Healthy relationships are a vital component of health and well being. There is compelling evidence that strong relationships contribute to a long, healthy, and happy life. Conversely, the health risks from being alone or isolated in one’s life are comparable to the risks associated with cigarette smoking, blood pressure, and obesity.
Research shows that healthy relationships can help you:
- Live longer
- Deal with stress
- Be healthier
- Feel richer
Real success, the kind that exists on multiple levels, is impossible without building great relationships. Real success is impossible unless you treat other people with kindness, regard, and respect. That’s why people who build extraordinary business and personal relationships:
Take The Hit
A customer gets mad. A vendor complains about poor service. A mutual friend feels slighted. Sometimes, whatever the issue and regardless of who is actually at fault, some people step in and take the hit. They’re willing to accept the criticism or abuse because they know they can handle it–and they know that maybe, just maybe, the other person can’t. Few acts are more selfless than taking the undeserved hit. And few acts better cement a relationship.
Step In Without Being Asked
It’s easy to help when you’re asked. Most people will. Very few people offer help before they have been asked, even though most of the time that is when a little help will make the greatest impact. People who build extraordinary relationships pay close attention so they can tell when others are struggling. Then they offer to help, but not in a general, “Is there something I can do to help you?” way. Instead they come up with specific ways they can help. That way they can push past the reflexive, “No, I’m okay…” objections. And they can roll up their sleeves and make a difference in another person’s life. Not because they want to build a better relationship, although that is certainly the result, but simply because they care.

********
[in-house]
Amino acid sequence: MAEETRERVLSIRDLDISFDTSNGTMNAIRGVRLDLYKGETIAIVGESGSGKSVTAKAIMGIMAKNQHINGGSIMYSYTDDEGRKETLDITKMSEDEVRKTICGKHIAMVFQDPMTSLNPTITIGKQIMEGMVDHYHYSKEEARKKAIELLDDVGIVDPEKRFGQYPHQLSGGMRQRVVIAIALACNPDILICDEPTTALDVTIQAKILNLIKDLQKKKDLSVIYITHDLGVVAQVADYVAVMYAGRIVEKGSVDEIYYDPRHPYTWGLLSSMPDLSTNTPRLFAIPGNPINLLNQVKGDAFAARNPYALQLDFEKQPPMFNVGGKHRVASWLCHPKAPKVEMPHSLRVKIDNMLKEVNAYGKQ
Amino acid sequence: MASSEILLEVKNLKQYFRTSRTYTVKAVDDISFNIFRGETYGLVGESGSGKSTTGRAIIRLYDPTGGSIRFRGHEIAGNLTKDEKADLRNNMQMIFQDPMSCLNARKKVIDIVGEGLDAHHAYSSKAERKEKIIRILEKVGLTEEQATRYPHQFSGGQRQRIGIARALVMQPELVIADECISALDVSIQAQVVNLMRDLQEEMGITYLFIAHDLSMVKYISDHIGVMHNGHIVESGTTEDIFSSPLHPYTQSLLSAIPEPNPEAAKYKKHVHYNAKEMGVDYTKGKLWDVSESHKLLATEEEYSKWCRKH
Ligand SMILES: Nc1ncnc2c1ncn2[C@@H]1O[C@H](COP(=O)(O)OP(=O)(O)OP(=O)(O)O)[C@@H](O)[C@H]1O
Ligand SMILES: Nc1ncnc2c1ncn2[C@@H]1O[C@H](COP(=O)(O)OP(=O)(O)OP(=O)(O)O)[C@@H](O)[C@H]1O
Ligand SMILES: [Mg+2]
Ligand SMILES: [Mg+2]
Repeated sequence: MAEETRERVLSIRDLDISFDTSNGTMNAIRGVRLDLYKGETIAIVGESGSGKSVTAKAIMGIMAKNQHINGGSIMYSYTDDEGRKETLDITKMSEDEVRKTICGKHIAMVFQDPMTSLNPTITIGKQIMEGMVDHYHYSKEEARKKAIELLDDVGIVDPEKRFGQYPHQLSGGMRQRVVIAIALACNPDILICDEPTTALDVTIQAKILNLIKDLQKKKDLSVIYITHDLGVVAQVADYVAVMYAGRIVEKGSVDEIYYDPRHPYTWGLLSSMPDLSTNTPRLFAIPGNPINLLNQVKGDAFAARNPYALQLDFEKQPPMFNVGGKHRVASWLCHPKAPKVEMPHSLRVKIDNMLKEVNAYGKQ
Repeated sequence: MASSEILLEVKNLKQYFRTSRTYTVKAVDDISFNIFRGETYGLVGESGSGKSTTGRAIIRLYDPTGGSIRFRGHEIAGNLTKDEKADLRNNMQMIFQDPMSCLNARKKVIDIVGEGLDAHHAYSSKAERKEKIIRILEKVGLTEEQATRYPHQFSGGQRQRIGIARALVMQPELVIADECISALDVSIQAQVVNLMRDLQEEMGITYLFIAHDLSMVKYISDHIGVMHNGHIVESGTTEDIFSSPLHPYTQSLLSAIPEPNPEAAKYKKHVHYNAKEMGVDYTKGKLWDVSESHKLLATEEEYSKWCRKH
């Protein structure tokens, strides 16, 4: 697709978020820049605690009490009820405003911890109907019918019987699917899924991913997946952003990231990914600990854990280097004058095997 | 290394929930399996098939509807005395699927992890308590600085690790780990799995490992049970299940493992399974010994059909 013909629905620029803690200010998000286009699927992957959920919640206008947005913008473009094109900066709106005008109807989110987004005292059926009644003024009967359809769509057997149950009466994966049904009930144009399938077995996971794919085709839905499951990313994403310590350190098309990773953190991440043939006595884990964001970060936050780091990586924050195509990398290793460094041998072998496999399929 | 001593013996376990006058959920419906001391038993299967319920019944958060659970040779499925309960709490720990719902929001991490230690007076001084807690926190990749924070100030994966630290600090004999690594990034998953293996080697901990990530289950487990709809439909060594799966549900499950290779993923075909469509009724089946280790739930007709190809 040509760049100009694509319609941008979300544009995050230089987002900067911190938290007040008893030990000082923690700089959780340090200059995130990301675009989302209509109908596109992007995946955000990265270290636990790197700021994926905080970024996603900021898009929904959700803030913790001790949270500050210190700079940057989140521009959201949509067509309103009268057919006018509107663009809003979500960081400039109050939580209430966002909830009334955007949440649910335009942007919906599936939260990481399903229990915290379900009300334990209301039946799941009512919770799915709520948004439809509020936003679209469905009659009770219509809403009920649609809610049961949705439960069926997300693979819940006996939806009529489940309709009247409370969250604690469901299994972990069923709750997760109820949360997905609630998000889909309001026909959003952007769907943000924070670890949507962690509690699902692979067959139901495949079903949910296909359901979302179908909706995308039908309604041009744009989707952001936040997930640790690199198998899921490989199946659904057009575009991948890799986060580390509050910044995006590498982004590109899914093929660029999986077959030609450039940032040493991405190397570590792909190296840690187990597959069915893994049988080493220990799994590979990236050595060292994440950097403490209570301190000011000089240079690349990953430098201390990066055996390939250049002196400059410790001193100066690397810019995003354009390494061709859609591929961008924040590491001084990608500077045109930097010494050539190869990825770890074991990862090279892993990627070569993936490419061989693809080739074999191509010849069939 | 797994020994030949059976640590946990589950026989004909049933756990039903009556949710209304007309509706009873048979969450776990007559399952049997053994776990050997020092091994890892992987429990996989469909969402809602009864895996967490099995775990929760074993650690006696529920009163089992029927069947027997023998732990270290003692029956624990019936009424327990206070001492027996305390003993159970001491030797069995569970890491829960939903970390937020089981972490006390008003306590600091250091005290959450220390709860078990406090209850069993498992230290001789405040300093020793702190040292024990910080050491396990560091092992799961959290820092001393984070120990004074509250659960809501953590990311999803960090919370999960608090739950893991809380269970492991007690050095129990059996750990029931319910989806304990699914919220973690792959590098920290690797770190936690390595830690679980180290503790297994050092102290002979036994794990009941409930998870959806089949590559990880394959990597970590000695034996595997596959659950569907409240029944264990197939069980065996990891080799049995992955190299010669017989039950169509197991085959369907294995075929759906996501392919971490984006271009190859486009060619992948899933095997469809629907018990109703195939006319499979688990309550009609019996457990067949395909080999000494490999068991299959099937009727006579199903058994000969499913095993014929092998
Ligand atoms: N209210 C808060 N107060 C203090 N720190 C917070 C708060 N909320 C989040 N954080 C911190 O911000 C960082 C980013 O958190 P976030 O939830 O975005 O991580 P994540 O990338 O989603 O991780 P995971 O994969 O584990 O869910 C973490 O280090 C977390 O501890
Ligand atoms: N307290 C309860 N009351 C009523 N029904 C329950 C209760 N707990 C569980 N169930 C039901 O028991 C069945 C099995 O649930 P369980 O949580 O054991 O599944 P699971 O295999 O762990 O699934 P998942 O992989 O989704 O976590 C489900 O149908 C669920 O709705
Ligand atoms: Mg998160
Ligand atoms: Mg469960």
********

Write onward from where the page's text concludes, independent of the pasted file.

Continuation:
Answer The Question That is Not Asked
Where relationships are concerned, face value is usually without value. Often people will ask a different question than the one they really want answered. A colleague might ask you whether he should teach a class at a local college; what he really wants to talk about is how to take his life in a different direction. A partner might ask how you felt about the idea he presented during the last board meeting; what he really wants to talk about is his diminished role in the running of the company. An employee might ask how you built a successful business; instead of kissing up he might be looking for some advice–and encouragement–to help him follow his own dreams. Behind many simple questions is often a larger question that goes unasked. People who build great relationships think about what lies underneath so they can answer that question, too.
Know When To Dial It Back
Outgoing and charismatic people are usually a lot of fun… until they aren’t. When a major challenge pops up or a situation gets stressful, still, some people can’t stop “expressing their individuality.” People who build great relationships know when to have fun and when to be serious, when to be over the top and when to be invisible, and when to take charge and when to follow.Great relationships are multifaceted and therefore require multifaceted people willing to adapt to the situation–and to the people in that situation.
Prove They Think Of Others
People who build great relationships don’t just think about other people. They act on those thoughts. One easy way is to give unexpected praise. Everyone loves unexpected praise. Praise helps others feel better about themselves and lets them know you’re thinking about them. Take a little time every day to do something nice for someone you know, not because you’re expected to but simply because you can. When you do, your relationships improve dramatically.
Realize When They Have Acted Poorly
Most people apologize when their actions or words are called into question.
Very few people apologize before they are asked to–or even before anyone notices they should. Responsibility is a key building block of a great relationship. People who take the blame, who say they are sorry and explain why they are sorry, who don’t try to push any of the blame back on the other person–those are people everyone wants in their lives, because they instantly turn a mistake into a bump in the road rather than a permanent roadblock.
Give Consistently, Receive Occasionally
A great relationship is mutually beneficial. That means connecting with people who can be mentors, who can share information, who can help create other connections; in short, that means going into a relationship wanting something.
The person who builds great relationships doesn’t think about what she wants; she starts by thinking about what she can give. She sees giving as the best way to establish a real relationship and a lasting connection. She approaches building relationships as if it’s all about the other person and not about her, and in the process builds relationships with people who follow the same approach. In time they make real connections. And in time they make real friends.